Last night I watched the Netflix movie Glass Onion: A Knives Out Mystery with my daughter Sydney, who’s home for the holidays. (If you haven’t seen the movie, this reveals a piece of the puzzle, so you might want to stop reading.)
We found the movie entertaining, but given that my life’s work consists of rooting around in the contracts boneyard, the key moment was the one second during which we see the first page of a contract that establishes an important plot point. Thanks to Sydney, here’s a screenshot:
The reason for the contract is that one character, Miles Bron, was, in the words of another character, “willing to give the company’s entire resources to launch this thing,” namely a “new hydrogen fuel,” KLEAR Hydrofuel. Miles owned the company (Alpha Industries) with Cassandra Brand, hence the ostensible need for a contract.
Here are my thrilling insights:
- Why is the KLEAR Hydrofuel logo at the top? Whoever owns KLEAR isn’t party to this contract.
- WTF is the function of the subheading “100% ALPHA Investment into KLEAR HYDROFUEL”? Is it meant to serve as a sort of recital? If so, it fails, as it’s cryptic. 100% of what? Into what? This caused Sydney, who’s in private equity, to cycle through the seven stages of grief in four seconds.
- “Investment contract for equal (50%) partnership”? OK, but we already know that Bron and Brand are joint owners of Alpha, so it’s not clear what the contract is meant to memorialize. The decision to invest in KLEAR? That wouldn’t require a contract. Are they agreeing to make a capital contribution? There’s no sign of that.
- The phrase equal (50%) partnership doesn’t occur on the U.S. Security and Exchange Commission’s EDGAR system, the final resting place for millions of contracts filed by public companies. And I wasn’t able to find an instance of just equal (50%) on EDGAR, so it wouldn’t seem to be a thing. I was mildly disappointed.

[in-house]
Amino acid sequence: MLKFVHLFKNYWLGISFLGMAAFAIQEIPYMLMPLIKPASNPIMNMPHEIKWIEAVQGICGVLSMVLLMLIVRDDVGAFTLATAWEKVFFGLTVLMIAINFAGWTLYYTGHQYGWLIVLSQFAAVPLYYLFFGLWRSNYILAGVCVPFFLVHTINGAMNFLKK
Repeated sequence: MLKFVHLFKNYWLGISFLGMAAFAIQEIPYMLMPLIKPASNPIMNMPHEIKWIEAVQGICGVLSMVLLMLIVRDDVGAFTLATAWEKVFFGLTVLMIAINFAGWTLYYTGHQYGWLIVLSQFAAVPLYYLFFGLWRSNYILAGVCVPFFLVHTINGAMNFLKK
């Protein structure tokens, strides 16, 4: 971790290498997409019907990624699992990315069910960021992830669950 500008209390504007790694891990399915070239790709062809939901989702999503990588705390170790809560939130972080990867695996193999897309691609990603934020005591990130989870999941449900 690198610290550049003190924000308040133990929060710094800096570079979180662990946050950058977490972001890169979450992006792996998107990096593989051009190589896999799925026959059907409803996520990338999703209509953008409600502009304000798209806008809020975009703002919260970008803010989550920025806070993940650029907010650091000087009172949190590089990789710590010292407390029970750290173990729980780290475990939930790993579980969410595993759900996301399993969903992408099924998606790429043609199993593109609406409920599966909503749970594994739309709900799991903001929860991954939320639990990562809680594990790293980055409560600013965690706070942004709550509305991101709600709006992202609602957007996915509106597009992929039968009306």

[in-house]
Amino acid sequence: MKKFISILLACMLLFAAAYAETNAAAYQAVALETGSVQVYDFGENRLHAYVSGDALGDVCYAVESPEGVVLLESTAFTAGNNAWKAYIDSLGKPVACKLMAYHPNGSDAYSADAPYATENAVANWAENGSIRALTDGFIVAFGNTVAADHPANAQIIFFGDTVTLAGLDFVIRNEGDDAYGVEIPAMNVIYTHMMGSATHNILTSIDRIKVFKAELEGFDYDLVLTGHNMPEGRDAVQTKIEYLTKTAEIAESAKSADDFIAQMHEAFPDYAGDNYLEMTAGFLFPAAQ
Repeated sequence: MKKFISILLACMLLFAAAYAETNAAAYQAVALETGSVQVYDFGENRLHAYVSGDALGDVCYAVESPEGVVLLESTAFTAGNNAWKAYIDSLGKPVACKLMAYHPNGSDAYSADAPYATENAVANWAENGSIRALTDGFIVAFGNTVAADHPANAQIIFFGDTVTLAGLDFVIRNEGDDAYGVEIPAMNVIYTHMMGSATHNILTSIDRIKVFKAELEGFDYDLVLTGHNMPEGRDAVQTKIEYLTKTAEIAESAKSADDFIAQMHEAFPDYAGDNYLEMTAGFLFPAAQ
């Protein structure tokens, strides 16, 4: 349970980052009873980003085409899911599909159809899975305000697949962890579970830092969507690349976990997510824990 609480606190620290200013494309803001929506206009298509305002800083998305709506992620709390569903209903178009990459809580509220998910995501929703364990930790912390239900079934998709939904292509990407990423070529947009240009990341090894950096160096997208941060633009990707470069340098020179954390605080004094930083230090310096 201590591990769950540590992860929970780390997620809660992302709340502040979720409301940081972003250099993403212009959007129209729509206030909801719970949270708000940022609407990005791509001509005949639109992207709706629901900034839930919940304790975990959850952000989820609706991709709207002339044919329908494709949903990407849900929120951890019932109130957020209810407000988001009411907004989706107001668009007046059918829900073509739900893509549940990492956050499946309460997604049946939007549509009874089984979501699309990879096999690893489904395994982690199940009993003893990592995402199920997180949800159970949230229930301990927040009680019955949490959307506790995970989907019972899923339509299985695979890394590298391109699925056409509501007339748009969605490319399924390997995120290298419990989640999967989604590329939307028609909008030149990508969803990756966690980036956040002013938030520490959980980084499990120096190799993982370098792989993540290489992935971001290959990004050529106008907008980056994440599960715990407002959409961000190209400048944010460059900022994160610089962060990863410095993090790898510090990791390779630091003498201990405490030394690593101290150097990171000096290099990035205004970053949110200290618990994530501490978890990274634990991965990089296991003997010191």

- Bron and Brand are each entering into this contract in their personal capacities and not through some corporate vehicle, tax or liability concerns be damned? Sheesh.
- Bron’s address is “Cochran Street, NY 10271.” How about a street number? And there’s no Cochran Street in that zip code. Points for implausibility.
- “This Contract is between …” The capital C is, of course, deeply stoopid (see this 2016 blog post), but it’s also standard. A bizarro movieland contract isn’t the place to look for cutting-edge rationality—that’s my job!
- Beginning the body of the contract with a definition section? Again, that’s unhelpful but standard, so I can’t complain.
- But it is weird to call the definition section “Alpha Definitions.” I’ve never seen a definition section that claims to contain only defined terms relating to one party.
- It’s usual to use quotation marks when you create a defined term. This contract doesn’t do that.
- This contract uses bold for one of the defined terms featured in the definition section, but not the others. That made my left eye start twitching.
- Why does the defined term KLEAR Confidential Information occur in the contract? KLEAR isn’t party to the contract.
- This contract uses is as a definitional verb in the definition of Cost of Discrimination? Ay, caramba! See this 2021 bog post.
- Why was this contract drafted by an English lawyer? Programme. organisation.
Thus endeth this exploration of an alternate-Hollywood-reality contract. (For another example, see my 2018 blog post about the contract featured in the movie Ready Player One.) Contracts in movieland seem as messed-up as contracts in real life, but less depressing.